Members of the LGBTQ+ community face compounding inequities, as systemic discrimination has led to a high prevalence of poverty in the LGBTQ+ community and created heightened barriers to accessing public benefits through explicitly anti-LGBTQ+ means and through program requirements that disproportionately burden the LGBTQ+ community. To effectively address these problems, advocates must work to remove barriers to accessing public benefits and alleviate poverty in the LGBTQ+ community through pushing for improvements to federal and state policy, supporting LGBTQ+ grassroots and community organizations, and collecting more, and better, data about the experiences and needs of LGBTQ+ individuals.



[1] See Shannon Henris, Anti-LGBTQ+ Discrimination and Barriers to Accessing Public Benefits, (Feb. 6, 2023).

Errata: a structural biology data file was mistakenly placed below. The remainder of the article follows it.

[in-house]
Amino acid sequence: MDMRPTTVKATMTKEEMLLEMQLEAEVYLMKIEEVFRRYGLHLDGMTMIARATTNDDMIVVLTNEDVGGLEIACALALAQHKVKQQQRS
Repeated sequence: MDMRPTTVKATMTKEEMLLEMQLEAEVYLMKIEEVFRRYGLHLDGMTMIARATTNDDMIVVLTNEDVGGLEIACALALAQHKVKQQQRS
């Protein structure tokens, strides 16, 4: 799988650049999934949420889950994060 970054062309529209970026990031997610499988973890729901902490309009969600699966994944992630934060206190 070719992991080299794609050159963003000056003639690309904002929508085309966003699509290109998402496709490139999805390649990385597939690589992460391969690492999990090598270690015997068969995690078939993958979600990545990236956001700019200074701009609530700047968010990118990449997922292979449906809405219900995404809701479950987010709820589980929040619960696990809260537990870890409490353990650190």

[2] See H.R.5 – Equality Act,, (last visited May 13, 2022).

[3] Equality Act, H.R. 5, 117th Cong. (2021); see also Thee Santos et al., What You Need to Know About the Equality Act, Ctr. for Am. Progress (Mar. 15, 2021),

[4] Matt Gonzales, President Biden Calls for Passage of Equality Act to Advance LGBTQ Rights, SHRM, Mar. 2, 2022,

[5] LGBTQ+ Discrimination and HUD Equal Access and Gender Identity Rules, Housing Equality Ctr. of Pa., (last visited Apr. 28, 2022).

[6] Notification of Interpretation and Enforcement of Section 1557 of the Affordable Care Act, 86 Fed. Reg. 27,984 (May 25, 2021) (to be codified at 45 C.F.R. 92).

[7] See The Associated Press, Prospects dim for passage of LGBTQ rights bill in Senate, NBC News, May 10, 2021,